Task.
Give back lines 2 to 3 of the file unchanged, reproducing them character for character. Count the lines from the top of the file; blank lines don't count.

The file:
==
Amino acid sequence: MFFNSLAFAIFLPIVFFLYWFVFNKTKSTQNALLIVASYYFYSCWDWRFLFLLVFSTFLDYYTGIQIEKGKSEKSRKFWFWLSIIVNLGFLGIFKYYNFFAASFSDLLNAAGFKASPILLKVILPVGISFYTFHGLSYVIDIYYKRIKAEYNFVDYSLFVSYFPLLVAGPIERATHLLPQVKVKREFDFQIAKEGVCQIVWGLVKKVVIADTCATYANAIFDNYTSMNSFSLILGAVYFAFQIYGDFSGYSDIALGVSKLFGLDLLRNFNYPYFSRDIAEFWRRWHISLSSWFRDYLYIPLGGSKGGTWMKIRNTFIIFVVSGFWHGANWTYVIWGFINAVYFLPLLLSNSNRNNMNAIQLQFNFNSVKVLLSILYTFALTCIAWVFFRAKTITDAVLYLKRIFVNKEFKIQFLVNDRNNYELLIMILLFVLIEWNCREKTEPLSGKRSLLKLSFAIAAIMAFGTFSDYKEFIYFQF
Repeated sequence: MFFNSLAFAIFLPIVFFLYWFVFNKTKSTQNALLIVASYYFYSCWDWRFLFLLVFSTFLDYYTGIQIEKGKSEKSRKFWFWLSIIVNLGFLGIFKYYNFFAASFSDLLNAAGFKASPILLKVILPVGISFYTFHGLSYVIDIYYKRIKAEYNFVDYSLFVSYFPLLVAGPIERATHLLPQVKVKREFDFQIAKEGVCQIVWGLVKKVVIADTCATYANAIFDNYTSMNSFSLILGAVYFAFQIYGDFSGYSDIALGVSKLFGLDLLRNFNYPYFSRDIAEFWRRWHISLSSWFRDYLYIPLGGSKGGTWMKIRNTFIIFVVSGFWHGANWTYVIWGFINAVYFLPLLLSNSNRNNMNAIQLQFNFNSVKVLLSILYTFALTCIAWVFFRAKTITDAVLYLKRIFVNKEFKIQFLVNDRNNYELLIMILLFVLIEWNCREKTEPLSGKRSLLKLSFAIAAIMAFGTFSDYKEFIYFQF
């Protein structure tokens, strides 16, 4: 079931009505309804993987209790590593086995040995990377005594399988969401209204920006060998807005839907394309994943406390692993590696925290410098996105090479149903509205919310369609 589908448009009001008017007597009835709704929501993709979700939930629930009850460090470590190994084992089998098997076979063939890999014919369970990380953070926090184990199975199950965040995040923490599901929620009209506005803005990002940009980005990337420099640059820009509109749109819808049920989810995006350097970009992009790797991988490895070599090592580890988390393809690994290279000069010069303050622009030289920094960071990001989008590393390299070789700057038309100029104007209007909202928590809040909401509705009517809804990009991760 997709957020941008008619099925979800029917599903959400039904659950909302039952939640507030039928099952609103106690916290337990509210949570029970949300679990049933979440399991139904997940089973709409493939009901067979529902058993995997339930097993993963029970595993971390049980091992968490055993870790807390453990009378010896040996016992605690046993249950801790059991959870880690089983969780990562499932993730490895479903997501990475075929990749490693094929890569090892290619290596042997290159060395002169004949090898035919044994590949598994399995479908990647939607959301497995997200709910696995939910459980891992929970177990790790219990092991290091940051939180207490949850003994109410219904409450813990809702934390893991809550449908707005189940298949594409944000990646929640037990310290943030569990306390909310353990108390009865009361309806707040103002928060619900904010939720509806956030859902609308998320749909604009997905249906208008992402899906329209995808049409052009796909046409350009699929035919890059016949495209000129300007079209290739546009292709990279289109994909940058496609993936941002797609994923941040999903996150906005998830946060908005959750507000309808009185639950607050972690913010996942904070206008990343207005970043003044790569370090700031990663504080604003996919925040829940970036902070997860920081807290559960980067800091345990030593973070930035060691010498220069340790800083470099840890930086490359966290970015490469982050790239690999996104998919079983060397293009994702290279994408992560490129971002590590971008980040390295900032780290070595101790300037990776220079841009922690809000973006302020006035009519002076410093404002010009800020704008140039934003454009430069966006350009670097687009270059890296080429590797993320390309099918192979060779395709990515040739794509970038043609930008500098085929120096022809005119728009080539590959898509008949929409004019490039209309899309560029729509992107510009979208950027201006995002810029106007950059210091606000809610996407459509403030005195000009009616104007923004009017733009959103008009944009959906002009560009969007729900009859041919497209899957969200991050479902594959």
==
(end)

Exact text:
Repeated sequence: MFFNSLAFAIFLPIVFFLYWFVFNKTKSTQNALLIVASYYFYSCWDWRFLFLLVFSTFLDYYTGIQIEKGKSEKSRKFWFWLSIIVNLGFLGIFKYYNFFAASFSDLLNAAGFKASPILLKVILPVGISFYTFHGLSYVIDIYYKRIKAEYNFVDYSLFVSYFPLLVAGPIERATHLLPQVKVKREFDFQIAKEGVCQIVWGLVKKVVIADTCATYANAIFDNYTSMNSFSLILGAVYFAFQIYGDFSGYSDIALGVSKLFGLDLLRNFNYPYFSRDIAEFWRRWHISLSSWFRDYLYIPLGGSKGGTWMKIRNTFIIFVVSGFWHGANWTYVIWGFINAVYFLPLLLSNSNRNNMNAIQLQFNFNSVKVLLSILYTFALTCIAWVFFRAKTITDAVLYLKRIFVNKEFKIQFLVNDRNNYELLIMILLFVLIEWNCREKTEPLSGKRSLLKLSFAIAAIMAFGTFSDYKEFIYFQF
């Protein structure tokens, strides 16, 4: 079931009505309804993987209790590593086995040995990377005594399988969401209204920006060998807005839907394309994943406390692993590696925290410098996105090479149903509205919310369609 589908448009009001008017007597009835709704929501993709979700939930629930009850460090470590190994084992089998098997076979063939890999014919369970990380953070926090184990199975199950965040995040923490599901929620009209506005803005990002940009980005990337420099640059820009509109749109819808049920989810995006350097970009992009790797991988490895070599090592580890988390393809690994290279000069010069303050622009030289920094960071990001989008590393390299070789700057038309100029104007209007909202928590809040909401509705009517809804990009991760 997709957020941008008619099925979800029917599903959400039904659950909302039952939640507030039928099952609103106690916290337990509210949570029970949300679990049933979440399991139904997940089973709409493939009901067979529902058993995997339930097993993963029970595993971390049980091992968490055993870790807390453990009378010896040996016992605690046993249950801790059991959870880690089983969780990562499932993730490895479903997501990475075929990749490693094929890569090892290619290596042997290159060395002169004949090898035919044994590949598994399995479908990647939607959301497995997200709910696995939910459980891992929970177990790790219990092991290091940051939180207490949850003994109410219904409450813990809702934390893991809550449908707005189940298949594409944000990646929640037990310290943030569990306390909310353990108390009865009361309806707040103002928060619900904010939720509806956030859902609308998320749909604009997905249906208008992402899906329209995808049409052009796909046409350009699929035919890059016949495209000129300007079209290739546009292709990279289109994909940058496609993936941002797609994923941040999903996150906005998830946060908005959750507000309808009185639950607050972690913010996942904070206008990343207005970043003044790569370090700031990663504080604003996919925040829940970036902070997860920081807290559960980067800091345990030593973070930035060691010498220069340790800083470099840890930086490359966290970015490469982050790239690999996104998919079983060397293009994702290279994408992560490129971002590590971008980040390295900032780290070595101790300037990776220079841009922690809000973006302020006035009519002076410093404002010009800020704008140039934003454009430069966006350009670097687009270059890296080429590797993320390309099918192979060779395709990515040739794509970038043609930008500098085929120096022809005119728009080539590959898509008949929409004019490039209309899309560029729509992107510009979208950027201006995002810029106007950059210091606000809610996407459509403030005195000009009616104007923004009017733009959103008009944009959906002009560009969007729900009859041919497209899957969200991050479902594959």